Eastern Europeans were interned. This number included about 5,000
Ukrainian-Canadians, some of whom were born in Canada. A further 80,000
were registered, thereby losing basic civil rights. They were stripped
of the right to vote in 1917. Borden's government also nationalised the
Canadian Northern Railway and Grand Trunk Railway to create what would
become the Canadian National Railways.
Sir Robert Borden retired from office in 1920. He was the Chancellor of
Queen's University from 1924 to 1930, and stood as president of two
financial institutions. Borden died in Ottawa on June 10, 1937. He is
buried in the Beechwood Cemetery, Ottawa, Ontario.
Borden was the last Canadian Prime Minister born before Confederation.
Sir Robert Borden is depicted on the Canadian $100 bill.
Here Borden writes to Louis Simpson, Esq. at the Rideau Club in Ottawa,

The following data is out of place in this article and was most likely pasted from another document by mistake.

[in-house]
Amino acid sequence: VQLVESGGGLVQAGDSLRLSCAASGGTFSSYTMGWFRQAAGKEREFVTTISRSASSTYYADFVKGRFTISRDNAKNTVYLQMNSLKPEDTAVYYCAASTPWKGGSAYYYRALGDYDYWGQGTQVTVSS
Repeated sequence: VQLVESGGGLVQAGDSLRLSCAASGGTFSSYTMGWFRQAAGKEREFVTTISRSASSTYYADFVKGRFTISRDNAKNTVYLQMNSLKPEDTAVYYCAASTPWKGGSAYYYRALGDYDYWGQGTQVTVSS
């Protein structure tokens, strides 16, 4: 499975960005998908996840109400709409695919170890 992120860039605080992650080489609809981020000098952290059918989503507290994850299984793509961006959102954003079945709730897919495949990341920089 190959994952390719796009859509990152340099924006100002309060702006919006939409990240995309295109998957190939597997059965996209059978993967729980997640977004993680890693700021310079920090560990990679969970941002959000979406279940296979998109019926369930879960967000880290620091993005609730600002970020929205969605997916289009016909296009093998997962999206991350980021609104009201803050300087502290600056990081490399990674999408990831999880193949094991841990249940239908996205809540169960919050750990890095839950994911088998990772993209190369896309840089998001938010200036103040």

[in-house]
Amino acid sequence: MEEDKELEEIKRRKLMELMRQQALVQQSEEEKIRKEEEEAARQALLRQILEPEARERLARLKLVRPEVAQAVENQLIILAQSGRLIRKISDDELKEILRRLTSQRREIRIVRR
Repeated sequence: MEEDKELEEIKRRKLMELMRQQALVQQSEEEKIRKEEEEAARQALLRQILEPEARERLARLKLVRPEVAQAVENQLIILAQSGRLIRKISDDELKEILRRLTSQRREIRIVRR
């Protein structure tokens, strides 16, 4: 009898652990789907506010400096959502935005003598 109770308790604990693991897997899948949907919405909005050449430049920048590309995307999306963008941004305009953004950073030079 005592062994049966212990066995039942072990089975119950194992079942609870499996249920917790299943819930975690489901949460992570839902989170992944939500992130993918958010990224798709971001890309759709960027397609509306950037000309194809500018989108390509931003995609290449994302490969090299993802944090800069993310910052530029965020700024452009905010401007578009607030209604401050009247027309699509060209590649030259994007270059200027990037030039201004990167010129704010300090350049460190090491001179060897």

likely a staunch Conservative Unionist who supported his views on
Imperial Union and Empire. A view that would be tempered by World War I
and Canada's growth into a world power recognized at the international
This is an extremely fine one sheet document on
batonne laid paper, signed "RL Borden"
as Prime Minister of Canada and measuring 8" wide and 10" tall (205mm x
260mm). Typewritten Letter in blue ribbon on Red Embossed Prime
Ministerial Seal Letterhead. Dated Ottawa December 6th, 1912. A
Fine example of Borden's Prime Minister signature while in Office.
by Berryhill & Sturgeon, Ltd. .................................